• It's not that I'm 100% sure that it's a subordinate clause, but that semantically it's probable that it is. That's why I said "If indeed..." More importantly, you yourself said, "either fits". So I was asking, if who could be omitted. – JK2 Jan 9 '18 at 0:23

Use this version. Download the SubTitles.

<SYNC Start=1220><P class='en'>There is a stranger
<SYNC Start=3100><P class='en'>&nbsp;
<SYNC Start=4000><P class='en'>who comes to this village from the sea.
<SYNC Start=5600><P class='en'>&nbsp;
<SYNC Start=7000><P class='en'>He comes in the winter, when people are hungry
<SYNC Start=8900><P class='en'>&nbsp;
<SYNC Start=8900><P class='en'>brings fish
<SYNC Start=9800><P class='en'>&nbsp;
<SYNC Start=10140><P class='en'>comes on the King tide.
<SYNC Start=11700><P class='en'>&nbsp;
<SYNC Start=12880><P class='en'>That was last night.
<SYNC Start=13720><P class='en'>&nbsp;
<SYNC Start=20400><P class='en'>Talk.
<SYNC Start=20900><P class='en'>&nbsp;
<SYNC Start=23080><P class='en'>I believe that an enemy is coming
<SYNC Start=24560><P class='en'>&nbsp;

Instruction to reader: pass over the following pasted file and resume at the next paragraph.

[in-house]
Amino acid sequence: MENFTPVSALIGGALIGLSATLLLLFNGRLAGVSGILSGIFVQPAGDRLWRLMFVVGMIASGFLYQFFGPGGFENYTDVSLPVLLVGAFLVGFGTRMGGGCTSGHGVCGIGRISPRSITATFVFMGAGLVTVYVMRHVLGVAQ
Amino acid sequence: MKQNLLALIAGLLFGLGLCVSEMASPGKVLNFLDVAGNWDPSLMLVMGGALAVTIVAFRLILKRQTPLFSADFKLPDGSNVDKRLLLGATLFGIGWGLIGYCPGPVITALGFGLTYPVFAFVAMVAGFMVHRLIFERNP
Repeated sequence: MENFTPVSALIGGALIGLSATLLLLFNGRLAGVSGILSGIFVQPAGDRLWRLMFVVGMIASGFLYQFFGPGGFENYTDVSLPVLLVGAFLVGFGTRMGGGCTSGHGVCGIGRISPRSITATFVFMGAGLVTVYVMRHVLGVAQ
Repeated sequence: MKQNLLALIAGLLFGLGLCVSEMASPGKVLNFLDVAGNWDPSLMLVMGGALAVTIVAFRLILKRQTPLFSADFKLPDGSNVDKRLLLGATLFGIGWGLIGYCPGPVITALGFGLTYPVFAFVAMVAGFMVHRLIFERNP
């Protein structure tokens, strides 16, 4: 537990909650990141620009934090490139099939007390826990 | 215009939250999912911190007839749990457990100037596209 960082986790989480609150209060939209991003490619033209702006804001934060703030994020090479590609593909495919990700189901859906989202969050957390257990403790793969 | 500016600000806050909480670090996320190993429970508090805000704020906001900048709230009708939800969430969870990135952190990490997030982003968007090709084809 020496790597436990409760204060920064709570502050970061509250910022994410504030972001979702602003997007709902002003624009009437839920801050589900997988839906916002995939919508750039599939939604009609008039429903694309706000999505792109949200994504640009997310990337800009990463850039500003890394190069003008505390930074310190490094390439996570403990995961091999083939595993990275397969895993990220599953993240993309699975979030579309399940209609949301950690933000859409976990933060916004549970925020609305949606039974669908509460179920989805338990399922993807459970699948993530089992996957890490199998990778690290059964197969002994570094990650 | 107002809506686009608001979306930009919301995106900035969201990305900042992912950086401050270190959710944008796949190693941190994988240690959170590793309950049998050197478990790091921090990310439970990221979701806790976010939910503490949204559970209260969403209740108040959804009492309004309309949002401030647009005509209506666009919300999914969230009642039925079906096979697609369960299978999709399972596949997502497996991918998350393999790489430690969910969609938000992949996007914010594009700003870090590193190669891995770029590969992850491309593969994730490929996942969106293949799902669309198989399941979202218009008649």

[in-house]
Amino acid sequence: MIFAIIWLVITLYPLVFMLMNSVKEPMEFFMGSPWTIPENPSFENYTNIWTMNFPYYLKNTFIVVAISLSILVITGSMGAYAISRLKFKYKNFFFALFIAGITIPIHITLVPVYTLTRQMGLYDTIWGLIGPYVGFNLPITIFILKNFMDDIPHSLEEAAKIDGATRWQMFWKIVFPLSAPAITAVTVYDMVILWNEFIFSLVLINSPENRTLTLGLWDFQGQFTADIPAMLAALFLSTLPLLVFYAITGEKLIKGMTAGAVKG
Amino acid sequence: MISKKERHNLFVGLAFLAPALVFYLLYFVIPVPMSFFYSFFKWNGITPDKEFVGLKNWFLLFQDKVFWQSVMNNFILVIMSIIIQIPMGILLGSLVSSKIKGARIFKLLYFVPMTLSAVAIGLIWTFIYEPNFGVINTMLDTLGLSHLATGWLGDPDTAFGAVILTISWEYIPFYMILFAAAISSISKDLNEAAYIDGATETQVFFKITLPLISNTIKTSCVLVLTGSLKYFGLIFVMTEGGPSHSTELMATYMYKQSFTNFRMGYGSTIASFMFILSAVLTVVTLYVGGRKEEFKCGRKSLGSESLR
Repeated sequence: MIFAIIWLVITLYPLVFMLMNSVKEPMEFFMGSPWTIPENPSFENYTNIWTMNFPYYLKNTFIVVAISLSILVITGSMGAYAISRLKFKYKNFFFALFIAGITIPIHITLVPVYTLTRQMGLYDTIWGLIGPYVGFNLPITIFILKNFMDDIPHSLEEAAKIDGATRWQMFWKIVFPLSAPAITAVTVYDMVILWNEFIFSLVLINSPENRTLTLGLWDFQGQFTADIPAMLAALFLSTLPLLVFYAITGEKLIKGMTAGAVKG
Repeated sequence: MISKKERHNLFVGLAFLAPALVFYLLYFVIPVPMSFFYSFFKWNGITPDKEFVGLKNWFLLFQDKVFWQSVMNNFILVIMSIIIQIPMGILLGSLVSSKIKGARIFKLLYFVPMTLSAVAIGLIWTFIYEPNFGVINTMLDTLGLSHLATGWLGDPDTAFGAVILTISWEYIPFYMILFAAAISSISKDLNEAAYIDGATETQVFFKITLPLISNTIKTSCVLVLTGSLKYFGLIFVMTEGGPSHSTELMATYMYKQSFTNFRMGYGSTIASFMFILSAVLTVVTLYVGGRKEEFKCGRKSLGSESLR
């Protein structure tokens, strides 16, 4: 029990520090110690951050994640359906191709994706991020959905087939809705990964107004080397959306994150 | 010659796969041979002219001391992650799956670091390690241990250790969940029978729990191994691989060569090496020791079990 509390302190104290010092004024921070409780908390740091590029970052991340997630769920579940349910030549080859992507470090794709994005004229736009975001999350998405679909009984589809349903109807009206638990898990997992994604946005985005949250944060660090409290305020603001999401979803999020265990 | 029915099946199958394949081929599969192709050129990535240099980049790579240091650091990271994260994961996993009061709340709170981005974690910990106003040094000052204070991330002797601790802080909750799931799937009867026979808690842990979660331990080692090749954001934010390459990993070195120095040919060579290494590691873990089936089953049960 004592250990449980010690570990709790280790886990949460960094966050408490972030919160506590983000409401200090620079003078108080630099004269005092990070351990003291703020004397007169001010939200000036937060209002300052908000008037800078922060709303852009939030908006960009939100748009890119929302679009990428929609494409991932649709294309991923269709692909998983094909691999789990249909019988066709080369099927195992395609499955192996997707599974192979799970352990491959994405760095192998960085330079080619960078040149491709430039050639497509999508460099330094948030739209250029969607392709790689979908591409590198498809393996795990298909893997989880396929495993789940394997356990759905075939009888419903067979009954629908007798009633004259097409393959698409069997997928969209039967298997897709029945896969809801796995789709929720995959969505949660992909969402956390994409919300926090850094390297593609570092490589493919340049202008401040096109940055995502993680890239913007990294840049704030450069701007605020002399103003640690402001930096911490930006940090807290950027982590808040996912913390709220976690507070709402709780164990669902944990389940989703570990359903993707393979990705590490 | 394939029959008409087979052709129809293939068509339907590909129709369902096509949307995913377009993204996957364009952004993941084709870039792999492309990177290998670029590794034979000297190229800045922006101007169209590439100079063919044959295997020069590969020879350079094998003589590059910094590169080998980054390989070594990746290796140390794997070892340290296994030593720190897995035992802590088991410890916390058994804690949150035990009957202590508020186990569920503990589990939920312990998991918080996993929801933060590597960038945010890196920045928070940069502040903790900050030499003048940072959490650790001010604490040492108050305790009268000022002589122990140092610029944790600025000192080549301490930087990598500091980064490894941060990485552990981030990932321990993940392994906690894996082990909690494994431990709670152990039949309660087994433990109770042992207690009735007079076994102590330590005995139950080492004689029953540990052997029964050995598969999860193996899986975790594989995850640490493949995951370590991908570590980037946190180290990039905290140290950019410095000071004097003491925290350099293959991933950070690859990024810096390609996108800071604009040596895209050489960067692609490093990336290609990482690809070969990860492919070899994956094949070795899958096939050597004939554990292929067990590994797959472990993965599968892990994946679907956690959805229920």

<SYNC Start=25480><P class='en'>from far away.
<SYNC Start=26380><P class='en'>&nbsp;
<SYNC Start=28100><P class='en'>I&#39;m looking for warriors,
<SYNC Start=29220><P class='en'>&nbsp;
<SYNC Start=30380><P class='en'>a stranger,
<SYNC Start=31280><P class='en'>&nbsp;
<SYNC Start=33660><P class='en'>others like him.
<SYNC Start=34680><P class='en'>&nbsp;
<SYNC Start=36980><P class='en'>I&#39;m building an alliance to defend us .

There is a stranger who comes to this village from the sea. He comes in the winter, when people are hungry brings fish comes on the King tide. That was last night. Talk. I believe that an enemy is coming from far away. I'm looking for warriors, a stranger, others like him. I'm building an alliance to defend us .

He is speaking, the people are listening; think about why they listen, they could tell him to shut it or walk up and poke him in the eye (what's he gonna do about it).

He doesn't mince words, you know to listen or not. That's what that scene portrays.

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  • I wouldn't consider showing another version to be an answer to my question. Moreover, movie trailers tend to have edited lines than actual movie clips have, which seems to be the case here. – JK2 Jan 8 '18 at 10:13
  • 1